Computer Technology Applications in Surgical Implant Dentistry: A Systematic Review
Ali Tahmaseb, DDS, PhD/Daniel Wismeijer, DDS, PhD/Wim Coucke, MStat, PhD/Wiebe Derksen, DDS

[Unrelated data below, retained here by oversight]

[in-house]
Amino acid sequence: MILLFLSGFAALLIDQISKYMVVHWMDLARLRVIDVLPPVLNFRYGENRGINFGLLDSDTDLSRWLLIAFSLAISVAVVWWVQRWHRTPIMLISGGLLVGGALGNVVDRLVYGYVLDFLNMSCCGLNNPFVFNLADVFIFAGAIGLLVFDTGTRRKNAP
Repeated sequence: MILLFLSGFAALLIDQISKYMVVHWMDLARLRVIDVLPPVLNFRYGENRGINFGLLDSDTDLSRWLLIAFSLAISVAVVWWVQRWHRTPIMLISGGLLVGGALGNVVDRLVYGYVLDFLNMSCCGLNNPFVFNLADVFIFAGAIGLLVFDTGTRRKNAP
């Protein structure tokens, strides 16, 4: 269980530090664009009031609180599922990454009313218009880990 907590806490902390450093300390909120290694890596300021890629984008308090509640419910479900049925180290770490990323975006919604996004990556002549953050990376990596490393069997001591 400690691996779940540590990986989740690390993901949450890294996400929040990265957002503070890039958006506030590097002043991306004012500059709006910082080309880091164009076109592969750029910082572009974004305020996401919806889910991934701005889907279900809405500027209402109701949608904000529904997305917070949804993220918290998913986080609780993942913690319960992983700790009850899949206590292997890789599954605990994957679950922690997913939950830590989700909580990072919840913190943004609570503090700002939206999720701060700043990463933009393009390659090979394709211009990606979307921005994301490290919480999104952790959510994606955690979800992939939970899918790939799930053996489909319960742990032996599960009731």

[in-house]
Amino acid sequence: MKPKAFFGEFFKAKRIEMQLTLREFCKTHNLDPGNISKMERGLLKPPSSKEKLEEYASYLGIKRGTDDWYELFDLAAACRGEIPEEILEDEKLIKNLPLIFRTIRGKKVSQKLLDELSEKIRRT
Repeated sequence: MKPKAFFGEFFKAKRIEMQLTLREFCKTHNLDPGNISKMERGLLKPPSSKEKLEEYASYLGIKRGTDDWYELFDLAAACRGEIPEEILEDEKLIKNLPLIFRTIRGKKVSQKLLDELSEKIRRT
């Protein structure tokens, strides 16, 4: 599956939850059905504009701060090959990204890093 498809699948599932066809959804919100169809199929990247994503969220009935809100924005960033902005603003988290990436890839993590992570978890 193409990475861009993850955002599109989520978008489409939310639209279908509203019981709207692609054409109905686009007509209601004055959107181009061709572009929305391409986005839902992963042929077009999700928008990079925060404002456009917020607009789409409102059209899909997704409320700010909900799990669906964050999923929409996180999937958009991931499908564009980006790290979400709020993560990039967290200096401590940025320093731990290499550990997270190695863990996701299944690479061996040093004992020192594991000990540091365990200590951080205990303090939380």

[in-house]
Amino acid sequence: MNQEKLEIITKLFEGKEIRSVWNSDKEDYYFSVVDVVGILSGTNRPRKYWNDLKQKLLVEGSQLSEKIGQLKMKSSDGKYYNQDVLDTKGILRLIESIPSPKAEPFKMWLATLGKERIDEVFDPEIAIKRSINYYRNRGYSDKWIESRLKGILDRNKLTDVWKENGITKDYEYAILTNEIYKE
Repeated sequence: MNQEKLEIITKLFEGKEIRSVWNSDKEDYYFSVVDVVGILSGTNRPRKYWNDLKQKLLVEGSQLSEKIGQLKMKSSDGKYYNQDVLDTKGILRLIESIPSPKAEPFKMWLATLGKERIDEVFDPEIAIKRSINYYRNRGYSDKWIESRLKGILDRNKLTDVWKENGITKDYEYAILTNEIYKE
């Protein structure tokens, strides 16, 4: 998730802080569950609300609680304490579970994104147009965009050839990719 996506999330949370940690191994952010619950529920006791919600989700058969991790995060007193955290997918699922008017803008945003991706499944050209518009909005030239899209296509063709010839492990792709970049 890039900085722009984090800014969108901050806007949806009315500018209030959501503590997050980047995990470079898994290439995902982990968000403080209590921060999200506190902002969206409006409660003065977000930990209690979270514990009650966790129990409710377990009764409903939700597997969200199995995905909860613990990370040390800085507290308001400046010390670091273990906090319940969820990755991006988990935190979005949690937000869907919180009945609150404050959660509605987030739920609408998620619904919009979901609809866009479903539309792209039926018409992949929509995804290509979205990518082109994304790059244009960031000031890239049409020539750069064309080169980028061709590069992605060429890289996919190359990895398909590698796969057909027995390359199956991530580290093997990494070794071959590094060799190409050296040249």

Purpose: To assess the literature on the accuracy and clinical performance of static computer-assisted implant surgery in implant dentistry. Materials and Methods: Electronic and manual literature searches were applied to collect information about (1) the accuracy and (2) clinical performance of static computer-assisted implant systems. Meta-regression analysis was performed to summarize the accuracy studies. Failure/complication rates were investigated using a generalized linear mixed model for binary outcomes and a logit link to model implant failure rate. Results: From 2,359 articles, 14 survival and 24 accuracy studies were included in this systematic review. Nine different static image guidance systems were involved. The meta-analysis of the accuracy (24 clinical and preclinical studies) revealed a total mean error of 1.12 mm (maximum of 4.5 mm) at the entry point measured in 1,530 implants and 1.39 mm at the apex (maximum of 7.1 mm) measured in 1,465 implants. For the 14 included survival studies (total of 1,941 implants) using static computer-assisted implant dentistry, the mean failure rate was 2.7% (0% to 10%) after an observation period of at least 12 months. In 36.4% of the treated cases, intraoperative or prosthetic complications were reported, which included: template fractures during the surgery, change of plan because of factors such as limited primary implant stability, need for additional grafting procedures, prosthetic screw loosening, prosthetic misfit, and prosthesis fracture. Conclusion: Different levels of quantity and quality of evidence were available for static computer-assisted implant placement, with tight-fitting high implant survival rates after only 12 months of observation in different indications achieving a variable level of accuracy. Future long-term clinical data are necessary to identify clinical indications; detect accuracy; assess risk; and justify additional radiation doses, effort, and costs associated with computer-assisted implant surgery.